By that time, early 2017, she’d paid $67,000 and still owed $33,000. The store didn’t really want to buy it back from her. But they made an offer. They would pay off the $18,000 she owed to the finance company and write off her $15,000 store loan — and then take possession of the piano.

“I said, ‘Are you kidding me? How is that possible when it’s supposed to appreciate?’ It was in showroom condition.”

Brand and advertising aside, circumstances do change, you can't reliably predict life. A piano can be a really great thing to have in it, but I think for a lot of people, it's entirely discretionary, and there are always less expensive options. Whenever I hear a purchase is going to be a stretch, I have to think long and hard about what the downsides are.


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Most of the good stuff has been said, but…a few tips from me to repeat/add…

1) Before buying, make sure you play lots of pianos. Don’t be shy about it at the store. This will just make it more obvious that the Estonia (or whichever piano) is deserving of your admiration and desire.

2) One nice thing about preowned (in good shape) is that it can probably hold its value better…in the worst case event you had to turn around and sell it.

3) Estonia isn’t going anywhere. They’re really meticulous about their quality control from what I’ve heard. And I bet any shop will be able to offer you a good deal similar to what you’re currently considering, reliably into the future.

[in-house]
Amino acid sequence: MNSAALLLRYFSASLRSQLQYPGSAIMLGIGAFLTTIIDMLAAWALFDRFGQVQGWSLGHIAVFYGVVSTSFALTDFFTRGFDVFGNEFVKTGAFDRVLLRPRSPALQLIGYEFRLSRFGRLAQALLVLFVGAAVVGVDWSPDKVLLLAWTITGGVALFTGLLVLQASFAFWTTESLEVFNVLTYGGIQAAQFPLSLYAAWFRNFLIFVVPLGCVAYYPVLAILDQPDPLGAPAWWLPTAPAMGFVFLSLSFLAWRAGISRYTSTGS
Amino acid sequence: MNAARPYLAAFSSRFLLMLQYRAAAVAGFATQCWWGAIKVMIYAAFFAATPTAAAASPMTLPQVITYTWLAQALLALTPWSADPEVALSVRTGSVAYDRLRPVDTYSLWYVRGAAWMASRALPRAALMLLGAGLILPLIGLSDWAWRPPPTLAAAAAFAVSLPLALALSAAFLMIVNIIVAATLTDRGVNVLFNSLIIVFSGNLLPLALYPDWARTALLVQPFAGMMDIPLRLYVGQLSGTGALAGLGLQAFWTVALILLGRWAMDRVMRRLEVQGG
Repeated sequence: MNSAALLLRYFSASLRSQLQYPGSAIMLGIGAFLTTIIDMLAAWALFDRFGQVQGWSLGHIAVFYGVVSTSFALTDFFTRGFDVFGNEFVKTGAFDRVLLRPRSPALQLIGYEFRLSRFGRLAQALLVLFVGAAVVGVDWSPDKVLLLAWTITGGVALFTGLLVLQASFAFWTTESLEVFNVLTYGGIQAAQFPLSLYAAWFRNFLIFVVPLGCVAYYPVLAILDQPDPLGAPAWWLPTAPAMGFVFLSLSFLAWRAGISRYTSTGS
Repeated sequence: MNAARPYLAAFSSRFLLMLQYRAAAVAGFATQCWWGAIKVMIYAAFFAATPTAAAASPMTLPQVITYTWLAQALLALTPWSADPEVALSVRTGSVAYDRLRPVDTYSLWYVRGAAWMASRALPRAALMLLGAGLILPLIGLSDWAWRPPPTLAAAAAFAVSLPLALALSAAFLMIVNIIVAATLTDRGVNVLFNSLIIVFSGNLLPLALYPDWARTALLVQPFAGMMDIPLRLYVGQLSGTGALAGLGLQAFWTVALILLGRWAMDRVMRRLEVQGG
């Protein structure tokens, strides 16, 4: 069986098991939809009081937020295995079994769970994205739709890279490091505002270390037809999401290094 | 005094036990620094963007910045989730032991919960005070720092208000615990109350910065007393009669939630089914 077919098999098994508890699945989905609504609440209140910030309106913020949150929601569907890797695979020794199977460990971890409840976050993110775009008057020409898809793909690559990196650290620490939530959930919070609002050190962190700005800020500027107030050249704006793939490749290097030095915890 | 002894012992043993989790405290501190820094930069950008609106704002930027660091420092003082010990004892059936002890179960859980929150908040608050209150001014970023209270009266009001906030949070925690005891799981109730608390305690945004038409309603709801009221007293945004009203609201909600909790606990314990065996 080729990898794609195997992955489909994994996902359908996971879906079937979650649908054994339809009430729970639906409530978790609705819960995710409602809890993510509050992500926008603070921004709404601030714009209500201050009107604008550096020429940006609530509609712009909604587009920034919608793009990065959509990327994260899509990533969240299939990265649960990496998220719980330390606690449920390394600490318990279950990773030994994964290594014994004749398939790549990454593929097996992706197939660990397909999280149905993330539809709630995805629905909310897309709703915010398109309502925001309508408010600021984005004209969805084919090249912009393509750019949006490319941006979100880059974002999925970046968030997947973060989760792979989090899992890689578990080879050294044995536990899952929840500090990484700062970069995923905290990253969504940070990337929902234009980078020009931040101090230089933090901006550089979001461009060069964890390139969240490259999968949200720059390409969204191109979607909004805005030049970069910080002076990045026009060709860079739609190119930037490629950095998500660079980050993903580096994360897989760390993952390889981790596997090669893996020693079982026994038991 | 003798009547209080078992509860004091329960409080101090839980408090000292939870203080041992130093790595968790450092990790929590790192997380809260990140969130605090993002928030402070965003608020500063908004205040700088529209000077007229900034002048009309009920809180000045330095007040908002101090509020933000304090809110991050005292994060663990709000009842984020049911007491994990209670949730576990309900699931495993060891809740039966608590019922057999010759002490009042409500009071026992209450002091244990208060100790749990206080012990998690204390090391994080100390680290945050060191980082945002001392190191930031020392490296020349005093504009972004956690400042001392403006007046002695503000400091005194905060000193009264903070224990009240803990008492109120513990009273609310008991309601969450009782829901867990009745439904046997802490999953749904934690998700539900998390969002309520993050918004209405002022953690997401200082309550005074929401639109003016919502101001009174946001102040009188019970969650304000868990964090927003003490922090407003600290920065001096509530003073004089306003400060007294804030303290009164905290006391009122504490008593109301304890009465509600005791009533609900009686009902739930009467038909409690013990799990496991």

4) I bet you could find a preowned Estonia that basically plays like this brand new one, that you might be able to fall in love with, and time home, and not be under such financial strain. That’s the story of my piano in a nutshell (and I love the specific one I found; I couldn’t have afforded a new one at this point in my life).

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Originally Posted by chromaticvortex
3) Estonia isn’t going anywhere. They’re really meticulous about their quality control from what I’ve heard. And I bet any shop will be able to offer you a good deal similar to what you’re currently considering, reliably into the future.
I don't think it's clear that the present piano is a good deal(maybe an OK deal). And the price will obviously be greater in the future.

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Originally Posted by pianoloverus
Originally Posted by chromaticvortex
3) Estonia isn’t going anywhere. They’re really meticulous about their quality control from what I’ve heard. And I bet any shop will be able to offer you a good deal similar to what you’re currently considering, reliably into the future.
I don't think it's clear that the present piano is a good deal(maybe an OK deal). And the price will obviously be greater in the future.

I’m not sure what your basing it being a “good deal” on in this case. What’s the objective determination for that? And why will it obviously be greater in the future, beyond say, the expected rate of inflation?

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Everyone...